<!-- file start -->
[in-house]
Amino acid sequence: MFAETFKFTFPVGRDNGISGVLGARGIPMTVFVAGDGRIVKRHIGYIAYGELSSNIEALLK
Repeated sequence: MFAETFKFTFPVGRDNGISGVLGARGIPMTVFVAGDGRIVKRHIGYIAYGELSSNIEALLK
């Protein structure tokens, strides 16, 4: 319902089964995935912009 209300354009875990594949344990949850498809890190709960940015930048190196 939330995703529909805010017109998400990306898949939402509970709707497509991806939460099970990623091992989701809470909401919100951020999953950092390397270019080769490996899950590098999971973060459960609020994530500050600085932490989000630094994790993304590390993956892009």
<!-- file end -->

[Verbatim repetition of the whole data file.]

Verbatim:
[in-house]
Amino acid sequence: MFAETFKFTFPVGRDNGISGVLGARGIPMTVFVAGDGRIVKRHIGYIAYGELSSNIEALLK
Repeated sequence: MFAETFKFTFPVGRDNGISGVLGARGIPMTVFVAGDGRIVKRHIGYIAYGELSSNIEALLK
């Protein structure tokens, strides 16, 4: 319902089964995935912009 209300354009875990594949344990949850498809890190709960940015930048190196 939330995703529909805010017109998400990306898949939402509970709707497509991806939460099970990623091992989701809470909401919100951020999953950092390397270019080769490996899950590098999971973060459960609020994530500050600085932490989000630094994790993304590390993956892009």